Analysts do not forecast much growth for BASF. For 2022, 2023 and 2023 revenues are expected at $84.3 billion, $82.1 billion and $83.5 billion. Respectively, EPS is estimated at $1.54, $1.43 and $1.53 (Source: Bloomberg Terminal July 20th, 2022).
Residual Earnings Valuation
Let us now look at the valuation. What could be a fair per-share value for the company’s stock? To answer the question, I have constructed a Residual Earnings framework and anchor on the following assumptions:
- To forecast EPS, I anchor on consensus analyst forecast as available on the Bloomberg Terminal ’till 2025. In my opinion, any estimate beyond 2025 is too speculative to include in a valuation framework. But for 2-3 years, analyst consensus is usually quite precise.
- To estimate the cost of capital, I use the WACC framework. I model a three-year regression against the DAX 40 to find the stock’s beta. For the risk-free rate, I used the U.S. 10-year treasury yield as of July 15, 2022. My calculation indicates a fair required return of 8.8%.
- To derive BASFY’s tax rate, I extrapolate the 3-year average effective tax-rate from 2019, 2020 and 2021.
- For the terminal growth rate, I apply a 0 percentage points to reflect the balance of a secular decline for oil and gas business and the transition towards green energy.
Based on the above assumptions, my calculation returns a base-case target price for BASFY of $14.73/share, implying material upside of more than 30%.
I understand that investors might have different assumptions with regards to BASFY’s required return and terminal business growth. Thus, I also enclose a sensitivity table to test varying assumptions. For reference, red-cells imply an overvaluation as compared to the current market price, and green-cells imply an undervaluation.
Risks To My Thesis
In my opinion, BASF stock is significantly de-risked at a P/E below x10 and the risk/reward looks favorable. In addition, the 8% dividend yield should cushion investors from further downside. However, I advise to monitor the following: First, much of BASF’s earnings strength is connected to supply/demand balances in oil & gas and petrochemicals products, which can fluctuate significantly over time. Second, BASF is based in Europe and exports most of its products, denominated in euro. That said, a strong euro would negatively impact BASF exports and thus sales potential. However, in the current environment, a strong euro should not be a significant worry for investors. Third, macroeconomic uncertainty relating to the monetary policy actions of the ECB and actions of the European government against Russia could impact BASF business operations.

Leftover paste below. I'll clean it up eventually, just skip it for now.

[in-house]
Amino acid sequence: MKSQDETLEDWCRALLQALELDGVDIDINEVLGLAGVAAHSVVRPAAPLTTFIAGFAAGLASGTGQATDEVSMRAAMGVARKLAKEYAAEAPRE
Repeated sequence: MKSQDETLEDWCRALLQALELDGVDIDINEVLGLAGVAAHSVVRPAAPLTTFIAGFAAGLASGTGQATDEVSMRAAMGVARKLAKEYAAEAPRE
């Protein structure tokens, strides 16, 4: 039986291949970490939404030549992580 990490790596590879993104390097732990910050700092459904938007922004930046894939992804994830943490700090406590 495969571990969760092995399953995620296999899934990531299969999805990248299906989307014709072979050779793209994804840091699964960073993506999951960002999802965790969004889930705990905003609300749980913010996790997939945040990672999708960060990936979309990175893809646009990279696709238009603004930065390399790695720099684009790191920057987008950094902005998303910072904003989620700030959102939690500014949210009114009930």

BASF stock’s P/E multiple of x7.1 is trading at an approximately 2 sigma deviation below the company’s 2-year historical average of x13.2 P/E (Source: Bloomberg Terminal, 20th July 2022). In the past 2 years, BASF has traded at such a cheap valuation only 5% of the time. Thus, the buying opportunity should be obvious, in my opinion. Investors who buy BASFY at current levels enjoy ownership of a 150-year-old quality company and an attractive 8% dividend yield. My residual earnings valuation model indicates more than 30% upside for the base-case scenario. Buy.